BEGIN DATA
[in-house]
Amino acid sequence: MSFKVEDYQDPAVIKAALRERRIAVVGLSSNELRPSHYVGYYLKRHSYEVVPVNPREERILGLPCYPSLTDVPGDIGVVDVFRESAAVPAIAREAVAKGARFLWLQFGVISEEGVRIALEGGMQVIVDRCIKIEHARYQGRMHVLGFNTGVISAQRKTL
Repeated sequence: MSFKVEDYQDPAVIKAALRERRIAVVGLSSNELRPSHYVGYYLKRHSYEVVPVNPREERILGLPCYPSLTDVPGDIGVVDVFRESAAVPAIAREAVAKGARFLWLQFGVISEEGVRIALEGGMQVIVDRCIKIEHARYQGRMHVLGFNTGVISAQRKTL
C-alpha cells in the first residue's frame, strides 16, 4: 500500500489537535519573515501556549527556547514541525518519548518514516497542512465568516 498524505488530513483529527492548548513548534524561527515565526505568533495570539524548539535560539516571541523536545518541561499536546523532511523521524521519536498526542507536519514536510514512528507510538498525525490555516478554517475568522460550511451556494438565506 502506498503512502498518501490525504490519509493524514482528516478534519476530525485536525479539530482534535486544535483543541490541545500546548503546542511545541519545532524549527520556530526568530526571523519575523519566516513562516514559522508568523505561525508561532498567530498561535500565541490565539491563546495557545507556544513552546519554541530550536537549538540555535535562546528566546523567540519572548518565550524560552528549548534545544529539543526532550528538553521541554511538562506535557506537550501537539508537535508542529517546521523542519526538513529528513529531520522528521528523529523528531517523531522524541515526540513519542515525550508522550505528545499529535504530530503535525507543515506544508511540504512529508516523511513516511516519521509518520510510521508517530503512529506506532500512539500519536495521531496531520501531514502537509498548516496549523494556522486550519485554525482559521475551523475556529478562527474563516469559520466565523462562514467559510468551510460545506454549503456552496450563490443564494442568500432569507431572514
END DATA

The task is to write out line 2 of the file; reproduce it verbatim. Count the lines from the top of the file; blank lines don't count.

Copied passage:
Amino acid sequence: MSFKVEDYQDPAVIKAALRERRIAVVGLSSNELRPSHYVGYYLKRHSYEVVPVNPREERILGLPCYPSLTDVPGDIGVVDVFRESAAVPAIAREAVAKGARFLWLQFGVISEEGVRIALEGGMQVIVDRCIKIEHARYQGRMHVLGFNTGVISAQRKTL